On the surface, going away to college and making a move to an independent or assisted living community appear to be polar opposites. You go to college late in your teens. You move to a community as an older adult. What could they possibly have in common?
More than you would imagine. Right from the start, there are a lot of commonalities. We made a list of 23 things you might think about and/or do that are the same for both big life transitions. Our list starts right at the beginning of the journey…
1 You spend a lot of time making the the decision to leave the place you have been living for a long time to go somewhere different. And while you feel positive about moving ahead, you are probably also apprehensive.
2 You sift through a lot of options and make a list of places you actually want to look at.
3 You think about where you want to be geographically. Do you want to stay close to where you are or go somewhere two hours away or a plane flight away?
4 You think about whether you want a campus that’s large or one that’s smaller.
5 You schedule many appointments for campus tours.
6 You bring along someone whose opinion you respect to help you notice things beyond what you will see on the tour because…
7 The campus rep will show you all the best things about their institution.
8 After you’ve visited a number of campuses, you evaluate offerings and options to see which ones might meet your needs. This is like comparing apples and oranges and tomatoes and pickles.
9 You take a careful look at your finances.
10 You take a careful look at the institution’s finances.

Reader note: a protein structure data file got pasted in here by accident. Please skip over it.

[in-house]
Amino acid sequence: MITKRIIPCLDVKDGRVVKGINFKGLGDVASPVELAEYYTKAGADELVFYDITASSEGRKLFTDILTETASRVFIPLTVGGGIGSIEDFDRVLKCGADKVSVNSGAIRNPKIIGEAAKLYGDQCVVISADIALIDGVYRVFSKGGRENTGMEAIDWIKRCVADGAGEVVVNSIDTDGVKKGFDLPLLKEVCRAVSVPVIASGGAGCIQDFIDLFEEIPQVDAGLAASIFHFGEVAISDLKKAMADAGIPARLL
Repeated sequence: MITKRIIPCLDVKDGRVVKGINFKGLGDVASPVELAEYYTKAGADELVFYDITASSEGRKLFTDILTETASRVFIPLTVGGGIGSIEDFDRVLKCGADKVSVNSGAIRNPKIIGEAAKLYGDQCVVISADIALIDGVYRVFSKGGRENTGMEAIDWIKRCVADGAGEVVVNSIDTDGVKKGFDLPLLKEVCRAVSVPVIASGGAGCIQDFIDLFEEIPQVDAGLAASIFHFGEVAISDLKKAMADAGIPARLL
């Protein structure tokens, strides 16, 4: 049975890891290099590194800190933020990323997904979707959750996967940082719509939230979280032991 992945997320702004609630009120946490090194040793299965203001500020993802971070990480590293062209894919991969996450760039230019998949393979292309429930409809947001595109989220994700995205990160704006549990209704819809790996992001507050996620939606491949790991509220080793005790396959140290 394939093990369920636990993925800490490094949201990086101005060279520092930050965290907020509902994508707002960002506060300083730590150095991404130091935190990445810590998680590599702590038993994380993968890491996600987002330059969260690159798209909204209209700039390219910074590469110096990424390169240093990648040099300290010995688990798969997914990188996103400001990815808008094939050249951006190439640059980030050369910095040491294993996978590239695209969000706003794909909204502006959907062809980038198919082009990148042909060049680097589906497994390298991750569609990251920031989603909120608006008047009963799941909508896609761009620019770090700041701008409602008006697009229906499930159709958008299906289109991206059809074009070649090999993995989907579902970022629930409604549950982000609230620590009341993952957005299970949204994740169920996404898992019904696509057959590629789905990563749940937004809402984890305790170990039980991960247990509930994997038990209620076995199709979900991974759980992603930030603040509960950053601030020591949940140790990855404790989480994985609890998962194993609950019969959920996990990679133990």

11 You fill out lots of forms and put together an application packet.
12 You take a test to see if you a candidate for admission. Different kinds of tests, but tests nonetheless.
13 You are accepted and you greet that news with both excitement and trepidation.
14 You tell your friends about your plan; some are excited for you, some will say things that make you doubt your decision.
15 You worry about moving to a living space smaller than where you live now, but you probably aren’t thinking about all the common areas you will gain.
16 You begin thinking about what to bring with you, and you realize you have a lot of stuff you don’t need anymore.
17 You visit the community again. Campus residents will all reassure you that joining their team is great decision.
18 You spend some nights awake staring at the ceiling. You worry that everyone there knows each other and you don’t know them. What if you can’t find a group of people you like? What if the food is horrible? What if you get there and you don’t like it? What if you have chosen badly and the whole thing is going to go off the rails?
19 You prepare for move day. (If you are moving to a community and are working with a move manager, you will be very well prepared. If you are moving to college, oh heck, roll with it.)
20 You meet lots of new people; you remember some of their names but they all remember yours. Once the newness wears off, you will filter through the many people you’ve met to find the few that will become true friends.
21 You start to find new routines. You build new habits.
22 You figure out if this campus is truly the right fit for you. If it’s not, you make a change. If it is, you settle in, stop worrying and enjoy being where you are.
And this last one, which is perhaps the most important:
23 No one tells you this, but in making this transition, you did a brave thing. Anytime you take a leap from what you know to what you don’t, you are showing a quiet kind of courage. This is true even if you were worried or afraid at times (and everyone is). Mark Twain said this: “Courage is resistance to fear, mastery of fear—not absence of fear.”
Are you surprised how much going to college and moving to a community overlap emotionally, intellectually and practically? Although it might feel overwhelming, once you start moving forward, the pieces fall into place. Look for someone who has already made the leap. They were once standing where you are now, and they can tell you for sure– “Don’t worry, you’re going to be just fine.”